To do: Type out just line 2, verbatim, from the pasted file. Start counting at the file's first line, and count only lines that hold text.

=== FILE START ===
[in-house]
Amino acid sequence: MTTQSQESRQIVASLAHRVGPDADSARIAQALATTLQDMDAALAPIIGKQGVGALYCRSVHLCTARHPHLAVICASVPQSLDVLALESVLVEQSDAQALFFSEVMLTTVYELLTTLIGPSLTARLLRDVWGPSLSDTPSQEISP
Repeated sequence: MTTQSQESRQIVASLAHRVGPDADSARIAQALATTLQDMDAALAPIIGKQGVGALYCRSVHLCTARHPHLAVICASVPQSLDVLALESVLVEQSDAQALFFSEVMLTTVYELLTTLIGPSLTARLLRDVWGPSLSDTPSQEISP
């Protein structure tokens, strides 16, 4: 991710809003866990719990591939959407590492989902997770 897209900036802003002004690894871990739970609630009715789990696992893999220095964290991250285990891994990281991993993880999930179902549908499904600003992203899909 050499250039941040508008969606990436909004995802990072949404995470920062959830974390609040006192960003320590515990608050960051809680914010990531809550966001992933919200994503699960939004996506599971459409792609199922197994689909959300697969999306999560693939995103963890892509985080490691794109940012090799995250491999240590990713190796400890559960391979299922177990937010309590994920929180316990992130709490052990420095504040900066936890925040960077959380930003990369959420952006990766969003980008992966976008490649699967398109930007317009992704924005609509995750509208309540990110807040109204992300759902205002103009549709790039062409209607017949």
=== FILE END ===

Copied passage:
Amino acid sequence: MTTQSQESRQIVASLAHRVGPDADSARIAQALATTLQDMDAALAPIIGKQGVGALYCRSVHLCTARHPHLAVICASVPQSLDVLALESVLVEQSDAQALFFSEVMLTTVYELLTTLIGPSLTARLLRDVWGPSLSDTPSQEISP